I think you have provided most of the information that I used Gerard. I can't thank you enough. As far as not posting questions for the next few weeks, I can't promise that! grinning smiley

Chas 906 Avatar
Chas 906 Chuck Peterson
Iron Mountain, Michigan, USA   USA
1961 MG Midget MkI "Little Red Rider"
Hi Phil. Please provide a few pics showing your set up. I too have been plagued with the same issue. Gerard has been kind enough to assist me as well.

Rooby Avatar
Rooby Silver Member Phil Crowell
Sydney, Australia   AUS
1958 Austin-Healey Bugeye Sprite "Marty"
1966 MG MGB MkI "Ruby"
As promised, here is a picture of the remote bleeder components. The bolt is fixed through the throttle linkage nut from inside the cockpit. I couldn't source the imperial size in a long enough bolt so I used a 6mm bolt, which is slightly smaller. The nut on the 3 way mounting takes care of securing the throttle linkage. The bolt and crush washer fill the unused orifice. I just happened to find this one in my collection. It's actually from a child seat fitting kit from about 30 years ago - I knew it would come in useful one day. It has the added benefit of holding the clutch hard line in place too.

Bleeding is simply a case of loosening the bleed screw and letting gravity do the work.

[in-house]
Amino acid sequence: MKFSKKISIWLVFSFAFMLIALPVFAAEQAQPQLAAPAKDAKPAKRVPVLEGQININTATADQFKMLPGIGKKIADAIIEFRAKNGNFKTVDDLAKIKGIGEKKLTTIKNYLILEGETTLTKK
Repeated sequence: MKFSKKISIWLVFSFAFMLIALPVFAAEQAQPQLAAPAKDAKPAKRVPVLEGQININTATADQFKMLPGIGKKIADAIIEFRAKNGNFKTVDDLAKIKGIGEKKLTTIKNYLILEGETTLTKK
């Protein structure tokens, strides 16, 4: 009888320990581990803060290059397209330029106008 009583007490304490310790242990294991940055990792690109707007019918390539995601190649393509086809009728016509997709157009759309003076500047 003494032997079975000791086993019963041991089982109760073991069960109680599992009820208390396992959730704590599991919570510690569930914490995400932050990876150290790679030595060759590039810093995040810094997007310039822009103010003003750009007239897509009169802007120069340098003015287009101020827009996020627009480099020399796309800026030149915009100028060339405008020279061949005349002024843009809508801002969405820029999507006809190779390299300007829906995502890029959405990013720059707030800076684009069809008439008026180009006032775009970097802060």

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Attachments:
20170722_160554_001.jpg    65.6 KB
20170722_160554_001.jpg

Chas 906 Avatar
Chas 906 Chuck Peterson
Iron Mountain, Michigan, USA   USA
1961 MG Midget MkI "Little Red Rider"
Thanks Phil. Much appreciated! You a plumber by chance? LOL!

Chas 906 Avatar
Chas 906 Chuck Peterson
Iron Mountain, Michigan, USA   USA
1961 MG Midget MkI "Little Red Rider"
another question Phil. Where is the location of this bleeder? Between the M/C and the slave?

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pixelsmithusa Avatar
Chuck,

A remote bleeder is simply the addition of a hard or flex line into the original bleeder location on the slave. The other end is simply affixed in an easier to access location higher up in the engine bay, and the bleed screw locate there instead. Elevating it far above the slave, usually about the height of the battery tray, serves to make the bleed process quick and simple.

In reply to # 193435 by Chas 906 another question Phil. Where is the location of this bleeder? Between the M/C and the slave?



Gerard

http://gerardsgarage.com/


Rooby Avatar
Rooby Silver Member Phil Crowell
Sydney, Australia   AUS
1958 Austin-Healey Bugeye Sprite "Marty"
1966 MG MGB MkI "Ruby"
In reply to # 193435 by Chas 906 another question Phil. Where is the location of this bleeder? Between the M/C and the slave?

Hi Chuck,

They say that a picture paints a thousand words, so here goes. Apologies for the simple drawing but that's all I can manage on my Android tablet at the moment. As Gerard says, it's really only an extension of the bleed screw.


Attachments:
remote bleed.jpg    6.2 KB
remote bleed.jpg

Chas 906 Avatar
Chas 906 Chuck Peterson
Iron Mountain, Michigan, USA   USA
1961 MG Midget MkI "Little Red Rider"
Thanks Phil. I get the idea.